January 22 – January 28.
We are at the fuel dock of the Staniel Cay Yacht Club marina. Duwan is putting water into our tanks. It’s a slow process. I’m finished with the diesel, so I have time to gaze around.
SCYC is the only option here. The docks at Happy People marina have been damaged by weather, and the Thunderball marina looks (very) closed. There has been a steady stream of customers fueling up today. We’ve waited for a break in the flow to come over.
No one greeted us when we arrived. No response on the VHF, so I went down the walkway toward the bar to find assistance. Out of habit I looked at the water height on the rocks to measure how high the tide was. When the dockmaster was able to break free from helping new arrivals he came out for us.
Now I see that a couple of boats are out in the current, waiting for us to finish, trying to hold their positions. There is plenty of dinghy traffic from cruisers anchored nearby. There are also a lot of small motorboats, Boston Whalers from the colorful rental cottages, traveling to and from the area’s attractions. The wind is up. A guy in a small sailing skiff has tipped over too far, swamping his boat. A passer-by stops to hold him steady while he bails.
Where’s everyone going? Well, there’s a lot to do here.
It’s only a mile to pig beach at Big Major’s Spot.
Closer still is the Thunderball Grotto, where you can snorkel through a skylit cave. They say to go at low tide. We learned it’s better to go before the tide change and swim in when the flow is completely slack. Even shortly after low tide the current was so strong I could barely swim against it. The name Thunderball comes from the James Bond movie, some of which was filmed in the grotto.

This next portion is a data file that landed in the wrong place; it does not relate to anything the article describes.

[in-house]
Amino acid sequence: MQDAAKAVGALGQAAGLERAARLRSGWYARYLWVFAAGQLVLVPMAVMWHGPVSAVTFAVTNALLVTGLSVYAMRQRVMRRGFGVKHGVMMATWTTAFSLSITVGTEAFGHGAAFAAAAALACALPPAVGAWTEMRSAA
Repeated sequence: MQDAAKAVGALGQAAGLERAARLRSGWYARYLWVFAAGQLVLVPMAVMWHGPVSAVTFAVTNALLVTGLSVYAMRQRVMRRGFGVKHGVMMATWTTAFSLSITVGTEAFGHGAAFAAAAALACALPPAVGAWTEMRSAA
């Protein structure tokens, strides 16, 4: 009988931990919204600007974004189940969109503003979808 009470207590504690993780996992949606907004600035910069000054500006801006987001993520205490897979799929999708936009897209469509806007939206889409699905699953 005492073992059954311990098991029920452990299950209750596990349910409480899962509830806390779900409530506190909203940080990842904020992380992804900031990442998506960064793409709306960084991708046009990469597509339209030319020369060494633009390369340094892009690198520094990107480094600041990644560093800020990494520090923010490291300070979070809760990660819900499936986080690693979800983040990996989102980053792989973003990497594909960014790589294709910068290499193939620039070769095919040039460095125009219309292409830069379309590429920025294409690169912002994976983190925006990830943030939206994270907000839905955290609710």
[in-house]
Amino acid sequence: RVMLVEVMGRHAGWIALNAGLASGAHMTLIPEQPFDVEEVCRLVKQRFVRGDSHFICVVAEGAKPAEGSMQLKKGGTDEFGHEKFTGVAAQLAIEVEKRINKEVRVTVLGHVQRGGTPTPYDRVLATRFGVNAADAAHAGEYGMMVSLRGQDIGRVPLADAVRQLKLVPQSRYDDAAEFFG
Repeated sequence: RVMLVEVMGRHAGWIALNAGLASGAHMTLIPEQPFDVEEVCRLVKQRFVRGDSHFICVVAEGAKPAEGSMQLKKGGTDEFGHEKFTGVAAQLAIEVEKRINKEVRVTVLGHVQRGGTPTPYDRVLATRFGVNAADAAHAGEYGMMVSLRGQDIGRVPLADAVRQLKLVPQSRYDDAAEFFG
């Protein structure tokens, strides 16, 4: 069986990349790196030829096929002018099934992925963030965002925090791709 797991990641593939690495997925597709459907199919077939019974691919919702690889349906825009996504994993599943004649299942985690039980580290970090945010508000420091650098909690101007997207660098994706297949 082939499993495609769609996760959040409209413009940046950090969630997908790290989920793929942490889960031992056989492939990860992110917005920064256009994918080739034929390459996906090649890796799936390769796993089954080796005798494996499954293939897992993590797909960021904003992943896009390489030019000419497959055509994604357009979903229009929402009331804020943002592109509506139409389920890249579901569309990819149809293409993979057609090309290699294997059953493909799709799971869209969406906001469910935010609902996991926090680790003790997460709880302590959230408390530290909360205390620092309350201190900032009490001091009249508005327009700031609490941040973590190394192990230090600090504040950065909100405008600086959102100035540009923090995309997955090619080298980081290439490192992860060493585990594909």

There are two wrecked planes to see in the waters off Staniel, and plenty of small deserted cays to check out.
The island itself has beaches and rocky coastlines to explore. There are a few shops. Most of the houses are well kept, so it’s a pleasure to walk around the isle. We even saw a corn patch on King’s Highway past the church. Some guys were pulling off ears of corn. (Remember it’s JANUARY.)
The big excitement here happens on Saturdays when the supply boat comes in. It ties up at the government pier, and couple of hours are spent unloading goods for the Pink store, the Blue store and for Isle’s General store. Isle’s stays closed until all the produce is put on the shelves. There is no set time. The supply boat may have been held up by tide or weather. There may be lots of stuff to inventory. So the cruisers just gather under the gazebo outside and wait. But when the doors open it’s so nice to see shelves full of fresh vegetables, where there were only onions and potatoes the day before.
Now Duwan is finished with the water. I tip the dock guy, before he disappears again, and I walk to the bar to settle up. There is a sizable lunchtime crowd, so it takes a while to pay. I can feel the impatience of those boaters out there waiting for us to leave. Walking back to our boat I see that the tide has gone down five inches since we arrived. Oh well, as the sign under the cash register at the bar says ‘What’s the hurry? You are already here’.
So if you want to spend your vacation idling away the hours outdoors, come on down to Staniel Cay. Better wear your Teva’s in case you want to climb on rocks. And make sure your hat has a chin strap, so it won’t blow off.